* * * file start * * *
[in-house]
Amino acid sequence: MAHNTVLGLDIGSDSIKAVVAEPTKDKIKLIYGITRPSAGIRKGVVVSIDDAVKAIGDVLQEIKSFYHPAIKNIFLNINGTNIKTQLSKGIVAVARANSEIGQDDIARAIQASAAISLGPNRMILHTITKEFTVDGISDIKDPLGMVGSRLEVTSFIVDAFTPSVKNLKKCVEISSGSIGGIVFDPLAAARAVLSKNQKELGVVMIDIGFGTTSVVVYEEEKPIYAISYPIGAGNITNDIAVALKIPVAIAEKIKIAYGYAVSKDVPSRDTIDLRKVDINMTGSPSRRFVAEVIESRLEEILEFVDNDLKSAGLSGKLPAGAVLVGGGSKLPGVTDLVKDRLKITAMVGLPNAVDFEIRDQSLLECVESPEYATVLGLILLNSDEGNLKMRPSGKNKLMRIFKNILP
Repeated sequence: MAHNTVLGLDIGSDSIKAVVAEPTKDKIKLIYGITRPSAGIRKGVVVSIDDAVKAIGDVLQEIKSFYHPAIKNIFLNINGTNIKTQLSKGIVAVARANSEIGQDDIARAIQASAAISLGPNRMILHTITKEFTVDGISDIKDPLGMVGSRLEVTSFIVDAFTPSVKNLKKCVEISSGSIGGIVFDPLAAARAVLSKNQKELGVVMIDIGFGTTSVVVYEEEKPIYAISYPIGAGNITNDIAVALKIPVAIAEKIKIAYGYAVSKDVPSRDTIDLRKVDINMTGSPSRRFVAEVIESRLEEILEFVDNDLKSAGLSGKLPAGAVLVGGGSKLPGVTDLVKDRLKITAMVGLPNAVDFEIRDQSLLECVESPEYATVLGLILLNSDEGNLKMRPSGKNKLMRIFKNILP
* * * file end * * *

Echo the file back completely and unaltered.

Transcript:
[in-house]
Amino acid sequence: MAHNTVLGLDIGSDSIKAVVAEPTKDKIKLIYGITRPSAGIRKGVVVSIDDAVKAIGDVLQEIKSFYHPAIKNIFLNINGTNIKTQLSKGIVAVARANSEIGQDDIARAIQASAAISLGPNRMILHTITKEFTVDGISDIKDPLGMVGSRLEVTSFIVDAFTPSVKNLKKCVEISSGSIGGIVFDPLAAARAVLSKNQKELGVVMIDIGFGTTSVVVYEEEKPIYAISYPIGAGNITNDIAVALKIPVAIAEKIKIAYGYAVSKDVPSRDTIDLRKVDINMTGSPSRRFVAEVIESRLEEILEFVDNDLKSAGLSGKLPAGAVLVGGGSKLPGVTDLVKDRLKITAMVGLPNAVDFEIRDQSLLECVESPEYATVLGLILLNSDEGNLKMRPSGKNKLMRIFKNILP
Repeated sequence: MAHNTVLGLDIGSDSIKAVVAEPTKDKIKLIYGITRPSAGIRKGVVVSIDDAVKAIGDVLQEIKSFYHPAIKNIFLNINGTNIKTQLSKGIVAVARANSEIGQDDIARAIQASAAISLGPNRMILHTITKEFTVDGISDIKDPLGMVGSRLEVTSFIVDAFTPSVKNLKKCVEISSGSIGGIVFDPLAAARAVLSKNQKELGVVMIDIGFGTTSVVVYEEEKPIYAISYPIGAGNITNDIAVALKIPVAIAEKIKIAYGYAVSKDVPSRDTIDLRKVDINMTGSPSRRFVAEVIESRLEEILEFVDNDLKSAGLSGKLPAGAVLVGGGSKLPGVTDLVKDRLKITAMVGLPNAVDFEIRDQSLLECVESPEYATVLGLILLNSDEGNLKMRPSGKNKLMRIFKNILP